February Currently


Welcome to February, folks!
Did you remember to change your calendar this morning?  


Since February is a short month, I'll keep this month's currently short & sweet!

These days our little world revolves around building a new house and keeping up with the little ones.  I dream of lazy days (ha!) and fresh air because we are in the cold & rainy season which limits our outdoor time.  My kids thrive on days when we get to play outside so they can run, jump, and squeal with delight (even if it means we deal with runny noses for days after).  


I've taken on some big projects for February which include changing my product covers to squares and planning my daughter's 5th birthday party.  Let's just hope I keep my sanity through both!


What are you up to this month?  Head over to Farley's blog to check out her new look and see what everyone else is up to!
Oh Boy It's Farley


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How-To Build a Snowman


Do you want to build a snowman?
No, this isn't a post about the movie Frozen. Instead, I'm back to share a little more about how-to writing in my classroom.

I live in Washington, a state that sees all four seasons.  However, it seems like we spend a greater portion of our year in spring and fall weather (aka the rainy season).  So when it snows, it's all the kids can think about.  I try to capitalize on that with writing assignments with snow as our topic.  A fun project is How-To Build a Snowman!

I've shared a little about this project before.  I tried things just a little bit differently the second time and it worked out well for us.  First, the students drew a sketch of their snowman.  Next, they labeled all of the parts of their snowman.  Then, they drew and wrote the steps needed to build a snowman.  Here's a little peek at what that looked like:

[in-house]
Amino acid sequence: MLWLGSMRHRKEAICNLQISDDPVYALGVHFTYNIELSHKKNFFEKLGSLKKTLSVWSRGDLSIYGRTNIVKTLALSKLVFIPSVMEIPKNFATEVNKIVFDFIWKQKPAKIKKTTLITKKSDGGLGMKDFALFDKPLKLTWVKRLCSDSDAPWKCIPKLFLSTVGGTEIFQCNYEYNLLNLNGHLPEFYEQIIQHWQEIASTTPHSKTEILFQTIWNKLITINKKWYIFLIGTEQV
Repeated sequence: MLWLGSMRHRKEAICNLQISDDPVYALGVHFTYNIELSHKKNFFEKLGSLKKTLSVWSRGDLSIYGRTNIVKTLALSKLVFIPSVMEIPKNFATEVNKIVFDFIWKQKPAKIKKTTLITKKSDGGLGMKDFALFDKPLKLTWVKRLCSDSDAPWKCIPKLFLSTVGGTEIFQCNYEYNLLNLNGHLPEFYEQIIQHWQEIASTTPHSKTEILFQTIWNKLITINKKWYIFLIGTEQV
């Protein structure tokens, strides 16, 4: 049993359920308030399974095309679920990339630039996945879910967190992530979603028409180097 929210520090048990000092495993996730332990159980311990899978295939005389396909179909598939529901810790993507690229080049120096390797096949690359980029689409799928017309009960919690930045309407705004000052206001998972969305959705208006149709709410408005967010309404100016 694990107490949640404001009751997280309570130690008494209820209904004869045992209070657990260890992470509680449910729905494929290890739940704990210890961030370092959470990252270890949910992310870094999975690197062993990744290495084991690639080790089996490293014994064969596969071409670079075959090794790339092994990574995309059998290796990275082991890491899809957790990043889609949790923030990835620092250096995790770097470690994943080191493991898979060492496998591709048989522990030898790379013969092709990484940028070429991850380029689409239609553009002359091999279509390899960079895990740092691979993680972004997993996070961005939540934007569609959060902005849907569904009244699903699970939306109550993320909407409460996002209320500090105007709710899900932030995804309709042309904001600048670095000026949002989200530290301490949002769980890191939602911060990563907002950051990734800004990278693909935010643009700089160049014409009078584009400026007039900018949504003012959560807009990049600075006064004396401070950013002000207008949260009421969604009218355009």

This usually takes my students two writing blocks to complete.  By day three we are ready to start the first drafts.  Days 4 and 5 are filled with editing and final copies.  I have used this writing project with several of my classes.  Each year I like to make little changes to keep things fresh and new.  Here are some of the different ways we have presented our final copies in the past:



If you're interested in grabbing some how-to resources or reading more about how-to writing in my classroom, you should read this post.

Happy Teaching!


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Honoring Martin Luther King, Jr.


On January 18th we will all take a day to honor the work of Martin Luther King, Jr.  During the week prior, my students are learning just how important he was in our nation's history.  Here are a few of the resources I use as well as some new ideas to try! 


Martin's Big Words
by Doreen Rappaport

This picture-book biography is an excellent and accessible introduction for young readers to learn about one of the world's most influential leaders, Dr. Martin Luther King, Jr. Doreen Rappaport weaves the immortal words of Dr. King into a captivating narrative to tell the story of his life. With stunning art by acclaimed illustrator Bryan Collier, Martin's Big Words is an unforgettable portrait of a man whose dream changed America-and the world-forever.